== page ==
Crystalline nanomaterials viewed under a microscope. Photo Credit: Dr. Jess Wade

Crystalline nanomaterials viewed under a microscope. Photo Credit: Dr. Jess Wade

 

If nature has perfected processes like photosynthesis and cellular respiration, is it really possible to improve on nature’s design when creating new nanomaterials?

Molecules like proteins and peptides and similar compounds are essential in biological processes, but often have very strict operating requirements: they don’t behave normally when they get too hot or when they get very, very cold or when we put them in electromagnetic fields. So we can look at biological systems, examine what gives rise to their important properties, and ask, for example, “how can we design more resilient materials for technological purposes?” I think even though nature has really perfected certain materials and processes, it has only really done so for a specific function.  We can still improve these natural materials by tailoring them to what we want.

In terms of discoveries that will potentially have a major influence on our daily lives, what are some of the breakthroughs in nano that you anticipate seeing in the next 15-20 years?

In 15-20 years more of us will have solar technologies that result from manipulation of the nanoscale properties of materials. For example, take materials like perovskites: hybrid organic/inorganic crystals that are incredibly efficient at generating electricity when they absorb light from the sun. Once scientists have optimized their nanostructures and fabrication protocols, perovskites will allow us to have flexible, integrated power supplies that can be incorporated into our clothing, our backpacks, and any surface that might be beneficial. I think there will also be a more concerted effort for scientists to work closely with designers to create wearable devices and other technologies that combine aesthetics with cutting-edge science.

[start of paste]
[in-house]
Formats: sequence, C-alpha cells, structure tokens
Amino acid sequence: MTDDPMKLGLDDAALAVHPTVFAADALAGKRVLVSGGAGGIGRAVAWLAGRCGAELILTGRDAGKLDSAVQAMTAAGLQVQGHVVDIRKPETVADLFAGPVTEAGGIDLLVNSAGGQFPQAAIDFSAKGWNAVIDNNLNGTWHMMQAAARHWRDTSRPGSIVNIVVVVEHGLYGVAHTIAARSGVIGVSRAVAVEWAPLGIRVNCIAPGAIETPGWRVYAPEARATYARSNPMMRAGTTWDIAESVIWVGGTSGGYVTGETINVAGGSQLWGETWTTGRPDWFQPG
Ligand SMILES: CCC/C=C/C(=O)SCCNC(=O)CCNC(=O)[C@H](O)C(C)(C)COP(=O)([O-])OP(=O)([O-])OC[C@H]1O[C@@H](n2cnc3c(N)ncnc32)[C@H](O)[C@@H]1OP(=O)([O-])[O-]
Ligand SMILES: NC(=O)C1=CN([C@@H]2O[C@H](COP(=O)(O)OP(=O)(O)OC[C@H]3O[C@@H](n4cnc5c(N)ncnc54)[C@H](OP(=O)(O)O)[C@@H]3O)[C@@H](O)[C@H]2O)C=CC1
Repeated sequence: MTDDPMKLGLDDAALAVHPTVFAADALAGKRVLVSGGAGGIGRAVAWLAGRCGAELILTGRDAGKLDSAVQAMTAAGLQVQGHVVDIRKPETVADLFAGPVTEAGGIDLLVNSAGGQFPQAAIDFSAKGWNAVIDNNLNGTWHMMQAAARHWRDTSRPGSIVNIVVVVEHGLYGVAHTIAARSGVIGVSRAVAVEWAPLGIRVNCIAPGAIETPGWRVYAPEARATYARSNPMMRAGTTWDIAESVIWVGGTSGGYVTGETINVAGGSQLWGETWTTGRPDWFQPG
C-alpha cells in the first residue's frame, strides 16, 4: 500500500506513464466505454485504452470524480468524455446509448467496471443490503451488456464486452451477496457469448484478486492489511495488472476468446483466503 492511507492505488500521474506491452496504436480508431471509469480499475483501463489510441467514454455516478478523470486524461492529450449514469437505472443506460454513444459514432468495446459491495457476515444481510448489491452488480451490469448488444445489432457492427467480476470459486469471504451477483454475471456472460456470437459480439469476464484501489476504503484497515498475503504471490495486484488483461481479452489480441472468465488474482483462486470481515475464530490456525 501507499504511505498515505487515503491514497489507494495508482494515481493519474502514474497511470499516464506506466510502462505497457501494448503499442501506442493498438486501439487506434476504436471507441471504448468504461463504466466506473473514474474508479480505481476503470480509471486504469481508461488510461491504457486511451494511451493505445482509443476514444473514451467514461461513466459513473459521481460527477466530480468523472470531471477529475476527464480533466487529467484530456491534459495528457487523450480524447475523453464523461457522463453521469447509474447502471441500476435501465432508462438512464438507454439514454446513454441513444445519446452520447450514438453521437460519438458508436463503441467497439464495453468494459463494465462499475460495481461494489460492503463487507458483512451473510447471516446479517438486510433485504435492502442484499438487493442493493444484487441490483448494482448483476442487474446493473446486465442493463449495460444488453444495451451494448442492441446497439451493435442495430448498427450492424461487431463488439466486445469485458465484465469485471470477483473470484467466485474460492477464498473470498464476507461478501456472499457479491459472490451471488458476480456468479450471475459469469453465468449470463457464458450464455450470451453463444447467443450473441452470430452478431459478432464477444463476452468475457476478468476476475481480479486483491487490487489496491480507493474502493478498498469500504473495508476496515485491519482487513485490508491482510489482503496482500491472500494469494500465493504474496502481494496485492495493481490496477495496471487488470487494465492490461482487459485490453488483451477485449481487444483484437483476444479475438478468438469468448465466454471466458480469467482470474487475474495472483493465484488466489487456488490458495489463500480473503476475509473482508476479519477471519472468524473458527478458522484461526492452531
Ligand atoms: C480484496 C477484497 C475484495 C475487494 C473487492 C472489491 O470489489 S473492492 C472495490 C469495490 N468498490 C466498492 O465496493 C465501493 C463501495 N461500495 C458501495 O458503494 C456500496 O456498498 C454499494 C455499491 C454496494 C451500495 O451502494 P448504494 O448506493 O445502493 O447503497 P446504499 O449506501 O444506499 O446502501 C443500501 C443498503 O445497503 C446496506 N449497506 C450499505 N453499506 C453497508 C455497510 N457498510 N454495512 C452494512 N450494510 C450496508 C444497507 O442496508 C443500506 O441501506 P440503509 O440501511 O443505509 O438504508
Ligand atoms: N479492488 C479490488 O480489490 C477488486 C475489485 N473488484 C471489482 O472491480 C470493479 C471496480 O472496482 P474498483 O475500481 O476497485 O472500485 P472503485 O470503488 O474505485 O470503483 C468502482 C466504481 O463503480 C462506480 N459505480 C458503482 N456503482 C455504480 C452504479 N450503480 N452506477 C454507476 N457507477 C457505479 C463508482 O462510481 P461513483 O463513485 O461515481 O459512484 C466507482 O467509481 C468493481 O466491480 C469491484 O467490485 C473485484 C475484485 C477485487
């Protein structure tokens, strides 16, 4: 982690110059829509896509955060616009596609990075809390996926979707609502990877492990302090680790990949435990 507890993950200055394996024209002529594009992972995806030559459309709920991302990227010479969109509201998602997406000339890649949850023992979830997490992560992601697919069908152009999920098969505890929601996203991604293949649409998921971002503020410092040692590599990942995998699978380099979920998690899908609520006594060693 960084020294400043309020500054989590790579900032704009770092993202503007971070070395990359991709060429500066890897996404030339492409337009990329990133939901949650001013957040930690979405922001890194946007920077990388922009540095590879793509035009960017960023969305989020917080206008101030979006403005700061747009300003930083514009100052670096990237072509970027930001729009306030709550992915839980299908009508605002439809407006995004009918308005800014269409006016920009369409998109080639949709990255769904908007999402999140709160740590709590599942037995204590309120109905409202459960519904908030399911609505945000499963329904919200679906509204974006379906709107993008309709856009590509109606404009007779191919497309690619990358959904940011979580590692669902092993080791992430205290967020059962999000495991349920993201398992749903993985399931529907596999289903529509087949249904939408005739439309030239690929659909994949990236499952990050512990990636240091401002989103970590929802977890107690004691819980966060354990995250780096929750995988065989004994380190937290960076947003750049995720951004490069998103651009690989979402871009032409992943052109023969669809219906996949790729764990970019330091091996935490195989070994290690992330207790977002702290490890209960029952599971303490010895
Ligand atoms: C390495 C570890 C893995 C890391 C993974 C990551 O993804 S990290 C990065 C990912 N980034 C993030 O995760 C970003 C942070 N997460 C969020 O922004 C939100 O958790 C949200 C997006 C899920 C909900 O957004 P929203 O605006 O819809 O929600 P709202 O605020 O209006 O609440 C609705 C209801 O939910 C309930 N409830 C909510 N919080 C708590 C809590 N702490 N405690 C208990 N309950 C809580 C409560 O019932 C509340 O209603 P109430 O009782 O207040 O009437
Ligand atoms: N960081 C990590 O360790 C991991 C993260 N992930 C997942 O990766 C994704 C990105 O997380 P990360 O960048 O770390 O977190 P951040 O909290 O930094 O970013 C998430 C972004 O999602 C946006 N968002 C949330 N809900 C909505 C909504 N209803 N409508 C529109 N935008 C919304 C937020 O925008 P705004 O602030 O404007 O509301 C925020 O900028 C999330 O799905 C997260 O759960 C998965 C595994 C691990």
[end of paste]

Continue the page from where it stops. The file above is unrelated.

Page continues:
You’ve just published a beautifully-illustrated children’s book entitled, Nano: The Spectacular Science of the Very (Very) Small.  What was your inspiration to write such a book, and can we expect to see additional children’s books from you covering different topics in science?

I find the science that you’re covering in the upcoming webinar “Finding Inspiration for Functional Nanomaterials from Nature,” and the nanoscience that I get to do in my day job extraordinarily exciting. Parents, students, and teachers don’t get quite as excited about it as they could because it’s not on their radar, and they get intimidated by jargon and buzzwords they do not really understand. I wanted to write a book that young people read and then think, “chemistry is really cool! materials science is awesome! we can solve the global challenges by thinking from the atom up!,” but also a book that their parents read and think, “hey, maybe I was wrong to hate that so much when I was in school.”

I would absolutely love to create additional children’s books. There are a lot more areas of science that could have kid’s books. Dinosaurs are covered, space is covered, but there could be more and better coverage in physics and other areas, and I am excited about the possibilities.


To learn more about the exciting world of nanoscale technologies, please register for the upcoming Webinar, “Finding Inspiration for Functional Nanomaterials from Nature.